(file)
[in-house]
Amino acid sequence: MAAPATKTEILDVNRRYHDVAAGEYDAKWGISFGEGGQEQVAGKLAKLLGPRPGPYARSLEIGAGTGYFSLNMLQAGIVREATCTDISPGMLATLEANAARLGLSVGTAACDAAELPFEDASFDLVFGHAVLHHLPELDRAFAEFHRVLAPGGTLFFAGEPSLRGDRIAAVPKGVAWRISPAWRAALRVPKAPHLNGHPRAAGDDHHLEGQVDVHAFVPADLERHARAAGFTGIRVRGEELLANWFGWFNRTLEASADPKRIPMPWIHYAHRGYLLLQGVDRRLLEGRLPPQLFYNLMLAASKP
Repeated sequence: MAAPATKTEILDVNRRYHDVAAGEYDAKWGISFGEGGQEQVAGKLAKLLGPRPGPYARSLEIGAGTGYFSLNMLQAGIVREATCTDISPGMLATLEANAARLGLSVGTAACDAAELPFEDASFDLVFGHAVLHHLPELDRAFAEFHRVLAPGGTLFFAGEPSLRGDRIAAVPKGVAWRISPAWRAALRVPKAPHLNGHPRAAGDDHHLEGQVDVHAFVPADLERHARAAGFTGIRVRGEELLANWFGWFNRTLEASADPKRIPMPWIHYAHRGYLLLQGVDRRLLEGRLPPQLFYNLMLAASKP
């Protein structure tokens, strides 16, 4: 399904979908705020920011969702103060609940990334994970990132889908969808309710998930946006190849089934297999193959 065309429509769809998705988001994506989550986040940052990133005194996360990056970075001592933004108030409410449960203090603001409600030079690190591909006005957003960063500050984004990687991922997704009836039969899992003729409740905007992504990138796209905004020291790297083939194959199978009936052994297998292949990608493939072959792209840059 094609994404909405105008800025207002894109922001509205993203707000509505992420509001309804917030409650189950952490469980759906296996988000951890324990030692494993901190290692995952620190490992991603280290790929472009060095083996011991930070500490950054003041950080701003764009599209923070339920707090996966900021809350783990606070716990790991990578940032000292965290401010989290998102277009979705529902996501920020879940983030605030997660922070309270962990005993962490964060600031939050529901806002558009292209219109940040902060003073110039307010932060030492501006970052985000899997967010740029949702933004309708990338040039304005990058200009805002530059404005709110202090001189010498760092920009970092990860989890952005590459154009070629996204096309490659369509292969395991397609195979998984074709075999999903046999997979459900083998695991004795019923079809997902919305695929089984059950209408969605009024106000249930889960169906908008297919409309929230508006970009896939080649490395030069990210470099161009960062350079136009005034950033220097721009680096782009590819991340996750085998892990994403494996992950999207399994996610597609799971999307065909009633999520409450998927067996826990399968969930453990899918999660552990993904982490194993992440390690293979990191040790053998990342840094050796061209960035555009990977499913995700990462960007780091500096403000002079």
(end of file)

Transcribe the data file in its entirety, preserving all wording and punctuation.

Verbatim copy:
[in-house]
Amino acid sequence: MAAPATKTEILDVNRRYHDVAAGEYDAKWGISFGEGGQEQVAGKLAKLLGPRPGPYARSLEIGAGTGYFSLNMLQAGIVREATCTDISPGMLATLEANAARLGLSVGTAACDAAELPFEDASFDLVFGHAVLHHLPELDRAFAEFHRVLAPGGTLFFAGEPSLRGDRIAAVPKGVAWRISPAWRAALRVPKAPHLNGHPRAAGDDHHLEGQVDVHAFVPADLERHARAAGFTGIRVRGEELLANWFGWFNRTLEASADPKRIPMPWIHYAHRGYLLLQGVDRRLLEGRLPPQLFYNLMLAASKP
Repeated sequence: MAAPATKTEILDVNRRYHDVAAGEYDAKWGISFGEGGQEQVAGKLAKLLGPRPGPYARSLEIGAGTGYFSLNMLQAGIVREATCTDISPGMLATLEANAARLGLSVGTAACDAAELPFEDASFDLVFGHAVLHHLPELDRAFAEFHRVLAPGGTLFFAGEPSLRGDRIAAVPKGVAWRISPAWRAALRVPKAPHLNGHPRAAGDDHHLEGQVDVHAFVPADLERHARAAGFTGIRVRGEELLANWFGWFNRTLEASADPKRIPMPWIHYAHRGYLLLQGVDRRLLEGRLPPQLFYNLMLAASKP
């Protein structure tokens, strides 16, 4: 399904979908705020920011969702103060609940990334994970990132889908969808309710998930946006190849089934297999193959 065309429509769809998705988001994506989550986040940052990133005194996360990056970075001592933004108030409410449960203090603001409600030079690190591909006005957003960063500050984004990687991922997704009836039969899992003729409740905007992504990138796209905004020291790297083939194959199978009936052994297998292949990608493939072959792209840059 094609994404909405105008800025207002894109922001509205993203707000509505992420509001309804917030409650189950952490469980759906296996988000951890324990030692494993901190290692995952620190490992991603280290790929472009060095083996011991930070500490950054003041950080701003764009599209923070339920707090996966900021809350783990606070716990790991990578940032000292965290401010989290998102277009979705529902996501920020879940983030605030997660922070309270962990005993962490964060600031939050529901806002558009292209219109940040902060003073110039307010932060030492501006970052985000899997967010740029949702933004309708990338040039304005990058200009805002530059404005709110202090001189010498760092920009970092990860989890952005590459154009070629996204096309490659369509292969395991397609195979998984074709075999999903046999997979459900083998695991004795019923079809997902919305695929089984059950209408969605009024106000249930889960169906908008297919409309929230508006970009896939080649490395030069990210470099161009960062350079136009005034950033220097721009680096782009590819991340996750085998892990994403494996992950999207399994996610597609799971999307065909009633999520409450998927067996826990399968969930453990899918999660552990993904982490194993992440390690293979990191040790053998990342840094050796061209960035555009990977499913995700990462960007780091500096403000002079």